Strong shekel should make Tel Aviv cheaper

Tel Aviv Rabin Square Photo: Eyal Izhar
Tel Aviv Rabin Square Photo: Eyal Izhar

"The Economist" survey did not include housing prices, just services and products, many of which should not be more expensive if the shekel is strong.

The price of the average apartment in Tel Aviv is $1.1 million (NIS 3.433 million) - yes you read that correctly - as of the end of the third quarter of 2021, according to Israel's Central Bureau of Statistics. The first Hebrew city has now been crowned the world's most expensive city by the prestigious UK weekly "The Economist."

Some time over the past 18 months, the price of a typical three-3.5 room Tel Aviv apartment exceeded the symbolic threshold of $1 million. It happened for two unrelated reasons that pushed prices in the same upward trajectory: the rise in housing prices in Israel in general and in Tel Aviv in particular (Tel Aviv housing prices are double the national average); and the strengthening of the shekel against the US dollar.

Are the rise in prices and the strong shekel the entire story? Can we assume that one follows from the other? The answer to both questions is a resounding no. The strengthening of the shekel is a factor that should in normal times lead to a fall in prices, or at least a fall in the prices of goods and services that are imported to Israel. At least one third of the Consumer Price Index (CPI) is based on goods and services of which the prices should fall when the lsraeli currency strengthens.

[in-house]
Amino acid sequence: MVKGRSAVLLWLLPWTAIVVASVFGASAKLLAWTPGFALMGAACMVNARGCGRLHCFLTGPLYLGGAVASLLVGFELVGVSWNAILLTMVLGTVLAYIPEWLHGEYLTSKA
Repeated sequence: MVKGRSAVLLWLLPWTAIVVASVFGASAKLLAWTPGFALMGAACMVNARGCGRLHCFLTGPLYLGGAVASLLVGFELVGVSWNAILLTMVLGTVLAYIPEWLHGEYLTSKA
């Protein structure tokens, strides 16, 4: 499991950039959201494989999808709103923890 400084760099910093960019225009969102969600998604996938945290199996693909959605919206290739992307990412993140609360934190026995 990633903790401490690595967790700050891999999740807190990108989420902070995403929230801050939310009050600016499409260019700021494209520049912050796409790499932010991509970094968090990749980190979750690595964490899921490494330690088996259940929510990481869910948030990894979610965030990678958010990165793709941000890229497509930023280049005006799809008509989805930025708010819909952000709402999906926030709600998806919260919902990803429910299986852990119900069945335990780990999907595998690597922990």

The comparison between the world's major cities published this morning by the Economist Intelligence Unit (EIU) is compiled mainly for the benefit of multinational firms that employ expat workers around the world and want to know how much it will cost them in the different locations. So "The Economist," somewhat ironically is less interested in the prices of apartments and more concerned about the prices of products in the supermarkets - that is to say the very products and services that ought to be falling in price.

But where are the lower prices? Only a few weeks ago the owners of Israel's retail chains were threatening the country's consumers with a "tsunami of price rises." While it is true that in recent days we have heard more soothing comments from importers like Diplomat and the fashion chains, the prices on the shelves have not gone down and have even risen. Somewhere along the supply chain, somebody has kept more money in their pocket.

The explanation, and it is tough to judge the seriousness of this, is that the rise in prices is a result of supply chain disruptions. The prices of energy, raw materials and shipping have soared in 2021 following the end of Covid lockdowns and the global economic recovery. These problems are supposed to be solved over the coming year but while they still plague us, importers have an excuse that is hard to argue against.

It is uncertain whether the importer is profiting and the Israeli consumer certainly isn't but the clear losers from the insufferable cost of living in Tel Aviv are those who receive their salary in dollars and are forced to pay at the grocery store in shekels. The international corporations who employ between 60,000 and 80,000 people in Israel (according to the estimates of Start-Up Nation Central) are for the time being remaining silent and remain prepared to pay Israeli engineers huge salaries. Relocation to Tel Aviv was never so expensive but apparently it is still lucrative.

Published by Globes, Israel business news - - on December 1, 2021.

© Copyright of Globes Publisher Itonut (1983) Ltd., 2021.

Tel Aviv Rabin Square Photo: Eyal Izhar
Tel Aviv Rabin Square Photo: Eyal Izhar
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